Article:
No Indon minister at terror summit

Indonesia will send its ambassador rather than a minister to regional counter-terrorism talks in Australia amid continued tensions after the Bali Nine executions.


Six countries, including Japan, Malaysia, Vietnam and New Zealand will be represented by ministers at the two-day summit, to be launched by Prime Minister Tony Abbott in Sydney on Thursday.

But, despite being one of Australia’s key regional partners in tackling extremism, Indonesia won’t be sending a minister and will instead send its ambassador to Australia Nadjib Riphat Kesoema.

Indonesia’s ministerial absence suggests continuing tensions following the executions of Andrew Chan and Myuran Sukumaran in April despite the Australian government’s repeated pleas for clemency.

It comes, too, after Defence Minister Kevin Andrews did not hold a bilateral meeting with his Indonesian counterpart at the recent Shangri-La Dialogue, although both attended the Asian security summit in Singapore at the end of May.

It is understood other Australian officials were not allowed to meet Indonesian delegates at the conference either, while “time constraints” prevented Department of Foreign Affairs and Trade secretary Peter Varghese meeting with his Indonesian counterpart.

After the executions, Australia took the unprecedented step of recalling ambassador Paul Grigson from Jakarta and Mr Abbott said contact between ministers had been suspended “for some time”.

Mr Grigson returned to Jakarta on Monday.

But some defence cooperation has continued.

“There’s some sort of lower level interaction taking place between the defence establishments of the two countries,” Australian Strategic Policy Institute director Peter Jennings told AAP, adding that intelligence sharing and police co-operation had never stopped.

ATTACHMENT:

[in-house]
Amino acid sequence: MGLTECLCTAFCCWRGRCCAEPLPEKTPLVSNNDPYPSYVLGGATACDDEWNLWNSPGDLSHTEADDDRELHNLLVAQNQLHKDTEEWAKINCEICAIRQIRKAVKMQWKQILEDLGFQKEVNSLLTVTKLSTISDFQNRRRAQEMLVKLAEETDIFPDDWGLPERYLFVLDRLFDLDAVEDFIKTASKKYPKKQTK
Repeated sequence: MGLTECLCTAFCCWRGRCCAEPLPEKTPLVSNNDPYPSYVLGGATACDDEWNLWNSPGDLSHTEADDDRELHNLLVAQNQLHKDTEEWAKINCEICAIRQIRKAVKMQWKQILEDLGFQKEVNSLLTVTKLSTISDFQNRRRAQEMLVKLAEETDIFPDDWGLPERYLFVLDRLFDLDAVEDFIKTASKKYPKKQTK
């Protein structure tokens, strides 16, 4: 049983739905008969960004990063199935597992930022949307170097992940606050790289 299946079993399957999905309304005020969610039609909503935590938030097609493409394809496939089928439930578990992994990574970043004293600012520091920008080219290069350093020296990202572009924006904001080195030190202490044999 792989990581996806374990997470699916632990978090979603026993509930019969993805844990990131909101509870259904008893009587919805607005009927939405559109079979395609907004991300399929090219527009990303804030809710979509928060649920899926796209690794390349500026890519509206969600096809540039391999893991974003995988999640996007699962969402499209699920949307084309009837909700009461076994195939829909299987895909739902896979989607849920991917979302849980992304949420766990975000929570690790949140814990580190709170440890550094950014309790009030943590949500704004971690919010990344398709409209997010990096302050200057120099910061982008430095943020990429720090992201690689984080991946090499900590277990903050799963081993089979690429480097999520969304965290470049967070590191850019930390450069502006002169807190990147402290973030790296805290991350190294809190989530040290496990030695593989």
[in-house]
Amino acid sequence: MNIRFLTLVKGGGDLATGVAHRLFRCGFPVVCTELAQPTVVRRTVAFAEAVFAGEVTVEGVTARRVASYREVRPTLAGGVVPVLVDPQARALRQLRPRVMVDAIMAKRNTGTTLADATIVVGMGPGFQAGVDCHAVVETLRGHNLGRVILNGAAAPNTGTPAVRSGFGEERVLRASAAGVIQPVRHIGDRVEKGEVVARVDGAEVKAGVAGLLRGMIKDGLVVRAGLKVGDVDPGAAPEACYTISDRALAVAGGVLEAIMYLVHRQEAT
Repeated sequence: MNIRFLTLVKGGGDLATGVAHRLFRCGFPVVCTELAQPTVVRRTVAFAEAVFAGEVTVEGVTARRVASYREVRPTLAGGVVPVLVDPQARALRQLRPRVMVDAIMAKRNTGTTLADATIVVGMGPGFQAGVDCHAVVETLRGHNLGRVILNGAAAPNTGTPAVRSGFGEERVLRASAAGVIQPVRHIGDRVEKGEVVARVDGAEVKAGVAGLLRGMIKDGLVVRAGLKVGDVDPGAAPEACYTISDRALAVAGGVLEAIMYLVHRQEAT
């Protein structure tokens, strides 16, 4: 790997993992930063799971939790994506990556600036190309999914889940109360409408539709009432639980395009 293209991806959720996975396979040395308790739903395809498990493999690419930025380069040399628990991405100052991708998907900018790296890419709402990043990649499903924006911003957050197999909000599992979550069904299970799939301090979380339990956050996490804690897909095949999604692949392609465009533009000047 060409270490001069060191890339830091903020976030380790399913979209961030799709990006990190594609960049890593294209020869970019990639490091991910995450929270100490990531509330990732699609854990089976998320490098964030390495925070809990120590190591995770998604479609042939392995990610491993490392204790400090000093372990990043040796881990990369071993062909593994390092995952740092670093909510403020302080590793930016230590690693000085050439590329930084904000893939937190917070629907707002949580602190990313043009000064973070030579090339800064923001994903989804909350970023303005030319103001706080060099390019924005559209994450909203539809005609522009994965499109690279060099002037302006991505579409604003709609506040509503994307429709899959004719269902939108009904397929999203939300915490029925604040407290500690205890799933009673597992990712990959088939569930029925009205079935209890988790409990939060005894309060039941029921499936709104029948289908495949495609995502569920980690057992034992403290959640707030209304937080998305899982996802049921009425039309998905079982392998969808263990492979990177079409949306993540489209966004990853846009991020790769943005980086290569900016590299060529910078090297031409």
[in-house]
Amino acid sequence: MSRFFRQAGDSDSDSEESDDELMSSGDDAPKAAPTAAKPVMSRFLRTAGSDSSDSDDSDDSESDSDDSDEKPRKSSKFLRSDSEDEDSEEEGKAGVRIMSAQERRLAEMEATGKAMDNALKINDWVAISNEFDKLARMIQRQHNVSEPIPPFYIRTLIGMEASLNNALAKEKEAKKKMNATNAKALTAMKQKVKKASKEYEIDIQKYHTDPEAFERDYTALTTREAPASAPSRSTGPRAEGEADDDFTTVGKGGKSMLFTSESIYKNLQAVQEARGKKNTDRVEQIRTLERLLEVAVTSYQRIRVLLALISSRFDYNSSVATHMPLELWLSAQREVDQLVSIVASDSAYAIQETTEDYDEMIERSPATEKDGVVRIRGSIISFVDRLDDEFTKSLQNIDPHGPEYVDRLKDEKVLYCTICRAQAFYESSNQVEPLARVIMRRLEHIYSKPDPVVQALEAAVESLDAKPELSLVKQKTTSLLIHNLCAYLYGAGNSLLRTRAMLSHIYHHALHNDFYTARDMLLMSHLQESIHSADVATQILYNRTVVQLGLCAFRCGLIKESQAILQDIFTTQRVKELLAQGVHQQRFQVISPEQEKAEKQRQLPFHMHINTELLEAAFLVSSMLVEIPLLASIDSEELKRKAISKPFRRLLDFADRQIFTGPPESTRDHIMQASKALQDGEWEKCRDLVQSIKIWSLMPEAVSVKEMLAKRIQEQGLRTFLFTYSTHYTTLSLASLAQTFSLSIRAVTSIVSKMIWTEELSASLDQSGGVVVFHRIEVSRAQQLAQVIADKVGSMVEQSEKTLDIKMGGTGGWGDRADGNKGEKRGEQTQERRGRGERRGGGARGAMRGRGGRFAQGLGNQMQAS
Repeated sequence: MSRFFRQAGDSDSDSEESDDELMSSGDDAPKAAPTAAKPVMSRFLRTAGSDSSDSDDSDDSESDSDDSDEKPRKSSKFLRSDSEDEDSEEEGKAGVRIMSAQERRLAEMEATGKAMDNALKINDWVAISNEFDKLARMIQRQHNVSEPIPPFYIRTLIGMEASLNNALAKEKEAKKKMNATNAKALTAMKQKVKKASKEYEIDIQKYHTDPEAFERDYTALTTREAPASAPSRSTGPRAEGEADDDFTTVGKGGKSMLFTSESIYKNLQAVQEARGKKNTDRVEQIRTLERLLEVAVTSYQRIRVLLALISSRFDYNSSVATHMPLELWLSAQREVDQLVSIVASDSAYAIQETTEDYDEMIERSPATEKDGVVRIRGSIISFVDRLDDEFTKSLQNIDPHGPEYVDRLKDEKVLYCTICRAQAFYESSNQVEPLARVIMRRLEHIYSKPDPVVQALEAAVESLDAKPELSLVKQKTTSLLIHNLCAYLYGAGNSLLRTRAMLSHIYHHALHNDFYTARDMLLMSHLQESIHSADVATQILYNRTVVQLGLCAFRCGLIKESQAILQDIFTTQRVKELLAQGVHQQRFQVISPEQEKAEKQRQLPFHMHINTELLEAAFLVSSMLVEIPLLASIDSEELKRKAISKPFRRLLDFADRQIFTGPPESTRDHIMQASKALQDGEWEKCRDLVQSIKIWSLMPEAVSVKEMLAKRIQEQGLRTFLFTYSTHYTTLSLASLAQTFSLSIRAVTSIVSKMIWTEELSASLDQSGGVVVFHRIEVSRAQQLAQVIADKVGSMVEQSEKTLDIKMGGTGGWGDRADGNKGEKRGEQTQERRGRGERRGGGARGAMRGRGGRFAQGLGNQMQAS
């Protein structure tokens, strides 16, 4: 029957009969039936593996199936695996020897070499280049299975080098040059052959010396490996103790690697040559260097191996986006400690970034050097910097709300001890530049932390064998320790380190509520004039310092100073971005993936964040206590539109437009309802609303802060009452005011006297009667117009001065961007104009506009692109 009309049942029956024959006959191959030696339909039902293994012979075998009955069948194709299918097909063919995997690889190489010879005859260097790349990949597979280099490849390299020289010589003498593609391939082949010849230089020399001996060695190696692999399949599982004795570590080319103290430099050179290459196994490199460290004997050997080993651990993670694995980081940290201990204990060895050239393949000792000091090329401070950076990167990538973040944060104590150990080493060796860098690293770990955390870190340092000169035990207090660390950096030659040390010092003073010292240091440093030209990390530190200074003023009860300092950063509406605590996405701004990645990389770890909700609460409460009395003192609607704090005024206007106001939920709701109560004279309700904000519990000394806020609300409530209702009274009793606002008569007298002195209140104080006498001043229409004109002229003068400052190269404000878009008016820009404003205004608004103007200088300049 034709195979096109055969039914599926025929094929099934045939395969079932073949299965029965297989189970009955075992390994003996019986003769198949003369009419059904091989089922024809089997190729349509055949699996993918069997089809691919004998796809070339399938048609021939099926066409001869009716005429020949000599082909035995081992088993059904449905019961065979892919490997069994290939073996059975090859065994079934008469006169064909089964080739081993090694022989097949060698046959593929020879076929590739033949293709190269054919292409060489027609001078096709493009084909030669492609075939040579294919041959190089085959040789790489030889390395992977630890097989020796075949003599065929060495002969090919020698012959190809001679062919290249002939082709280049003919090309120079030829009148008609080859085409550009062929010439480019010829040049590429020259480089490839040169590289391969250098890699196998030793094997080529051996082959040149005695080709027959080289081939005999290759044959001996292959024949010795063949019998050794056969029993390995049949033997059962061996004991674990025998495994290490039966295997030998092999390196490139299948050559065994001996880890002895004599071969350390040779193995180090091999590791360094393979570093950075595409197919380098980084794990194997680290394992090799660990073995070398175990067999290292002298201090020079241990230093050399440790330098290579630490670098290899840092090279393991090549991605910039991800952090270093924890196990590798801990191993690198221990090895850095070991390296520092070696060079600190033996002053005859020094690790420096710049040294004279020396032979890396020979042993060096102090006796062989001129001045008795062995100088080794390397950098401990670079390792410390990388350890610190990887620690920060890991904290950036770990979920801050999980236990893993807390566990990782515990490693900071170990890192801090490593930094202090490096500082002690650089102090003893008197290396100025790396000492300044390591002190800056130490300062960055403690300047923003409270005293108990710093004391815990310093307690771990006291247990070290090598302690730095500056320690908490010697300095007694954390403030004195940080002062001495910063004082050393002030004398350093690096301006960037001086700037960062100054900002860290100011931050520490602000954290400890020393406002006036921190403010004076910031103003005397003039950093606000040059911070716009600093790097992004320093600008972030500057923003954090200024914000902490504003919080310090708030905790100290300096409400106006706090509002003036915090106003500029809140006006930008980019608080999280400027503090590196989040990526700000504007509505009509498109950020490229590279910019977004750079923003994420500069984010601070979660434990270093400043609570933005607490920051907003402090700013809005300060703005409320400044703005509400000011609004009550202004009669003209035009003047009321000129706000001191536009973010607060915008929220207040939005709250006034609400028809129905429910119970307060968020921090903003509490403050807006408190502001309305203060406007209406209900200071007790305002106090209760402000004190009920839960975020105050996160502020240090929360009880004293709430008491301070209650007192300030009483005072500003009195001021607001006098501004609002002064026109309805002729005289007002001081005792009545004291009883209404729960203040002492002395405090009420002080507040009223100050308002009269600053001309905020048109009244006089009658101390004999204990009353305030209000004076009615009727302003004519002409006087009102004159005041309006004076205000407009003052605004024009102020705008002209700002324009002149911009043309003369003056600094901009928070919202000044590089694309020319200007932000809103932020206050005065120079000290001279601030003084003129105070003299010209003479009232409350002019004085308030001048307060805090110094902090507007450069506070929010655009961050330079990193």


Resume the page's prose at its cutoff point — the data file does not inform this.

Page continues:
Meanwhile, the immigration minister has criticised what he says is scaremongering about plans to strip dual-nationality terror supporters of their Australian citizenship.

Peter Dutton made the comments while confirming those in line for deportation will be able to appeal against the decision all the way to the High Court.

Echoing the government’s special envoy for citizenship, Philip Ruddock, the minister said legislation being drafted will include provisions for the process to be challenged.

Mr Dutton refused to criticise Howard government minister Amanda Vanstone over her claim on Monday that having ministers strip away citizenship without an appeal was “profoundly dumb”.

“I think everybody in the Howard government did a great job and I think ministers in the Abbott government are doing a great job,” he said.

Ex-Liberal minister Helen Coonan also expressed concern at the process, saying the courts should play a role in assessing the merits of a case.

Labor has provided in-principle support for the idea, but wants to receive a detailed briefing on the government’s plans.

A spokesman from Indonesia’s Co-ordinating Ministry for Politics, Law and Security says Indonesia is sending representatives from its National Counter Terrorism Board and Ministry of Foreign Affairs to the summit.


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